Professor John Womack, an expert on Mexican labor history, has given up a prestigious prize, asking that it instead be awarded to the embattled Mexican Electrical Workers’ Union.
The prize is called the 1808 Medal, is awarded by the government of Mexico’s Federal District, which included Mexico City. It is given annually in honor of heroes of Mexico’s independence struggle against Spain. Recently retired Womack, who is the Robert Woods Bliss Professor of Latin American History and Economics at Harvard and the author of a noted book on Mexican revolutionary Emiliano Zapata is the 1808 recipient, along with another historian Eric Van Young.
The “1808” refers to the date on which a government autonomous from Spain was set up in Mexico City, two years before the official declaration of independence. It is given to benefactors of the Mexican nation, whether Mexicans or foreigners.
Womack sent a remarkable letter to the awards committee, which was read out to the audience by Mexican historian Alicia Hernandez Chavez.
The letter read in part:
“I accept the honor of the prize, the 1808 Medal, which the committee has awarded me. I accept the distinction, not because I think my work deserves a prize, but because of the love I feel for this great city, the greatest and most tremendous that I know.
“I recall the year 1973. An organization, to which I owe a special debt, opened its historical archives to support my research on the workers’ movement: I refer to the Mexican Electricians’ Union, the SME.
“I always have in mind its essential characteristic: The SME [has been] the most strategic, honorable and responsible union in the country, always acting as the force and symbol of the collective of Mexico City and the great metropolitan area of the country.
“[It is] Very special because, from 1915 [when the SME was founded] to the present year, 2009, it has maintained itself autonomous from the commitments tying other organizations to economic and political forces of power”.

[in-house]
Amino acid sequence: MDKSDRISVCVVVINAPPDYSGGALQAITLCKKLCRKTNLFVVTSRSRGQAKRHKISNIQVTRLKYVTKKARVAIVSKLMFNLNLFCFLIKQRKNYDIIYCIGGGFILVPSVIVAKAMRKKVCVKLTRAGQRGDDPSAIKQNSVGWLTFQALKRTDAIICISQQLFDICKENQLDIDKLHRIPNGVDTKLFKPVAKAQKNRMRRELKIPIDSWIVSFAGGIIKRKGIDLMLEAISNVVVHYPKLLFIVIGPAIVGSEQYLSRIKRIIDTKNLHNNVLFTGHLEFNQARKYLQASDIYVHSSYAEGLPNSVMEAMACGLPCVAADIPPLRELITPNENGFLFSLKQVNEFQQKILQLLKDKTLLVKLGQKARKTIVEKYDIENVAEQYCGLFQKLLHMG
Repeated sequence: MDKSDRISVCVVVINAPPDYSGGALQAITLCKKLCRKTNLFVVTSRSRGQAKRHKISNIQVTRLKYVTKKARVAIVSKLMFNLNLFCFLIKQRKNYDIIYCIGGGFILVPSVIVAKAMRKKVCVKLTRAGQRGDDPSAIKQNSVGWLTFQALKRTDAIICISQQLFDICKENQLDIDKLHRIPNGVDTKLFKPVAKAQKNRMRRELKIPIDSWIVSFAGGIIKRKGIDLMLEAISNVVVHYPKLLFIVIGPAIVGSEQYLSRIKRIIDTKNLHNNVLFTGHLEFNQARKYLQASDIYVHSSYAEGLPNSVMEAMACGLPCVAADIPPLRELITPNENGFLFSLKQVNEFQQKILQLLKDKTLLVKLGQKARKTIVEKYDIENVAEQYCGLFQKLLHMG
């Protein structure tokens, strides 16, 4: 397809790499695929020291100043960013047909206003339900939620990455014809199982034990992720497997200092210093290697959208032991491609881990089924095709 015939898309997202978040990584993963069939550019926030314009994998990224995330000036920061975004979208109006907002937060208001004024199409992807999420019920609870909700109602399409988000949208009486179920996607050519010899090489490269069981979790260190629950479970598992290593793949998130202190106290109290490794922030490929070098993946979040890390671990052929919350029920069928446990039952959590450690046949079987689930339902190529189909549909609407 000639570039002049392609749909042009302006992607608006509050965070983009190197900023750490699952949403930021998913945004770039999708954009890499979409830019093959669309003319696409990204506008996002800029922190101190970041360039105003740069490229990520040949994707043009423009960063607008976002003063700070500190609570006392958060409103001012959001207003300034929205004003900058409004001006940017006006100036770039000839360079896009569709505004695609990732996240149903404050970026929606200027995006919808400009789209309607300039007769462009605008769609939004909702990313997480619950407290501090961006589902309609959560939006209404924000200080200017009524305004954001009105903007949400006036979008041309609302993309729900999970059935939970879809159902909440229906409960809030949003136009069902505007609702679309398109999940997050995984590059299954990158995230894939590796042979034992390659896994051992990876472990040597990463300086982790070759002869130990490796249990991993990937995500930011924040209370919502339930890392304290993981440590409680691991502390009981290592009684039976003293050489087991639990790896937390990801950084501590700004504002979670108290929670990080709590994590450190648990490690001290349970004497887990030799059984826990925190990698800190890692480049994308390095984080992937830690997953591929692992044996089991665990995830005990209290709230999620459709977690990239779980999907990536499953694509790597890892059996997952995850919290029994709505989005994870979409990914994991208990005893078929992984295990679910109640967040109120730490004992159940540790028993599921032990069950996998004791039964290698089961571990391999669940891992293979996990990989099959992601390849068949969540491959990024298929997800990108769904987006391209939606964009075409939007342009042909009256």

Womack’s letter goes on to mention events in the SME history, for example the events of 1914-1915 when the Liberation Army of the South, headed by revolutionary leader Emiliano Zapata, and the SME cooperated to keep a high level of order in Mexico City when the Zapatista troops took over the region.
The context of Womack’s gesture is one of a ferocious attack on the union by the corrupt and reactionary government of Mexican President Felipe Calderon. After refusing to recognize the results of an SME leadership election, on October 12, 2009, Calderon mobilized police and pounced on facilities of the public utility “Central Light and Power” where workers were represented by SME, and declared the utility dissolved and the union nonexistent. Many believe that this action, directed at a union which refused to accept neoliberal policies to which the Calderon administration is wedded, was a prelude to the privatization of the electrical industry, as well as a blow against left-wing opposition to the government.
The union and its allies has been fighting back hard, mounting legal and constitutional challenges and mobilizing tens of thousands of its own members (about 62,000 including many retirees) and allies in mass protest marches in Mexico City and other places. It was this gallant fight, as well as SME’s long history of struggle, which Womack intended to honor by passing on the 1808 medal.
In his letter, Womack denounced the “obscurantist” methods of the Calderon government and pointed to the wider goal for which the SME and others are fighting: “The citizens, not only of Mexico but also of the entire world, demand efficient and more just governments, not wasteful ones; we demand transparency in parastatal enterprises and those with mixed public and private capital”.
Mexico City regional Governor Marcelo Ebrard, who has supported the SME’s struggle, expressed appreciation of Womack’s gesture, and blasted Calderon’s attack on the union.